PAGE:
The drinking landscape in Australia is evolving. Australian Drinking Habits: 2007 vs 2017 seeks to understand how our drinking culture has changed over the past ten years, what has influenced these changes, and what this means for health prevention efforts aimed at reducing harm from excessive consumption.
In a follow up to our 2007 comprehensive study into Australians’ drinking habits, DrinkWise has commissioned independent market research firm GalKal to produce Australian Drinking Habits.
The results show that for the most part, Australians have a positive relationship with alcohol. The majority of us drink moderately, and enjoy having a drink to relax and enjoy a meal with family and friends.
Our research shows that Australians are drinking less, and the rates of underage drinking is decreasing. These trends mirror recent government statistics, and suggest that our relationship with alcohol is fundamentally changing to one that is more mature and responsible.
Clearly these trends do not hold true for everyone, and the misuse of alcohol continues to cause harm at the individual, family and community level.
Qualitatively, the report provides insights into key age/life-stage cohorts, which help us understand why Australians drink the way they do – the tensions, pressures and influences on current drinking behaviours.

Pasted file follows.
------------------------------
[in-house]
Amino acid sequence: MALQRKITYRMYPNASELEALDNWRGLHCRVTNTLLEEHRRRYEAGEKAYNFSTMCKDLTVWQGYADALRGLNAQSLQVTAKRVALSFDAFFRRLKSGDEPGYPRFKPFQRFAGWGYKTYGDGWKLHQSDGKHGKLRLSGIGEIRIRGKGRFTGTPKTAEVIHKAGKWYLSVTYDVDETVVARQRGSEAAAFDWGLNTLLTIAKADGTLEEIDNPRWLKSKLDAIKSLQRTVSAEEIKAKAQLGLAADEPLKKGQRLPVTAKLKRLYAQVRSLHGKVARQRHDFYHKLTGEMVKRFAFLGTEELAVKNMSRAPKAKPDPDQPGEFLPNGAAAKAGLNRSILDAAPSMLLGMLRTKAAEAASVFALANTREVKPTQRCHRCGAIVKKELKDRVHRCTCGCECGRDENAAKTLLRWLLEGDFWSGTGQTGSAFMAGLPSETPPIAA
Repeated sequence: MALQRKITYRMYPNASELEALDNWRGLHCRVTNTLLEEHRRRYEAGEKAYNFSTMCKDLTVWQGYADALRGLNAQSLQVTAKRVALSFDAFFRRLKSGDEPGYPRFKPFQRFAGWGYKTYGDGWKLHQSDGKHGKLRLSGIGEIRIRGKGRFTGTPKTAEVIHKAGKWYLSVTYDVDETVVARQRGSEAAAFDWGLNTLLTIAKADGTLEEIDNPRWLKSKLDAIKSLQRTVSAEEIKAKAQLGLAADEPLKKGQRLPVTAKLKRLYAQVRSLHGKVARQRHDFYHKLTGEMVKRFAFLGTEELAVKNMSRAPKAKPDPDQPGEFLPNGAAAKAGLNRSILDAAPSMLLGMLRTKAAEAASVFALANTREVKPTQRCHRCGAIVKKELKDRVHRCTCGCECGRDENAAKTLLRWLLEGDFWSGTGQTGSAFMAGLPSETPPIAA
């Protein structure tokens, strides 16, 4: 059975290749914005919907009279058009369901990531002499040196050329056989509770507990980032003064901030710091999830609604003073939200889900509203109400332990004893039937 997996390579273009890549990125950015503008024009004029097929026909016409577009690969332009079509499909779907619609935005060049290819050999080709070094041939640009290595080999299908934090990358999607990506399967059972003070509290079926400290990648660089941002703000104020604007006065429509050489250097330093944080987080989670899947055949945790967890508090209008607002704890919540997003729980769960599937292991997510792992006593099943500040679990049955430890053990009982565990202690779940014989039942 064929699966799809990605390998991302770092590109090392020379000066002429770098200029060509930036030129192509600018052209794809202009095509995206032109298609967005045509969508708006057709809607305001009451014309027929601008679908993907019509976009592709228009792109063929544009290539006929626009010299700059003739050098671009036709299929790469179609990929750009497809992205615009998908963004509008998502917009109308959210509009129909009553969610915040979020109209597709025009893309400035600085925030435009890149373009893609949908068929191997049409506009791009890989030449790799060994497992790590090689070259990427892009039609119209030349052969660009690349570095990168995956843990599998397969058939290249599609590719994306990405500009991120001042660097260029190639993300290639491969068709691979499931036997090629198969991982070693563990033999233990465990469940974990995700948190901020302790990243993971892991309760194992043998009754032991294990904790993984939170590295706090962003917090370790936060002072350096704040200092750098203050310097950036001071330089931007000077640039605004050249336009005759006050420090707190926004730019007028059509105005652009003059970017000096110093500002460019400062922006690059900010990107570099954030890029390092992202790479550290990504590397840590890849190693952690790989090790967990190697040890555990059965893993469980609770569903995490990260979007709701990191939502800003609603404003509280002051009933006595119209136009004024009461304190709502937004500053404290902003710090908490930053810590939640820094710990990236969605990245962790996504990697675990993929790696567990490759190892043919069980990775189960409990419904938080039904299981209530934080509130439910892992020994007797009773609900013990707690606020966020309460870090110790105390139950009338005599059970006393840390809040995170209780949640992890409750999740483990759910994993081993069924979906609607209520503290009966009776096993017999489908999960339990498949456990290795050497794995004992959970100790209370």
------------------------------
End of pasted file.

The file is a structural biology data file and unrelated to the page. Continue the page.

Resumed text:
Since 2007 DrinkWise has been creating targeted social marketing campaigns which speak effectively to Australians and evoke meaningful cultural change. Our parents campaigns has helped to change the relationship between parents, teenagers and alcohol, while our How to Drink Properly campaign has started a positive conversation about moderation among young adults, and our You won’t miss a moment if you DrinkWise initiative encourages Australians to continue to drink moderately.
The insights from this research will enable DrinkWise to develop new and innovative approaches in order to continue to target audiences at a greater risk of harm from alcohol.DrinkWise Australian Drinking Habits 2007 vs 2017 (web)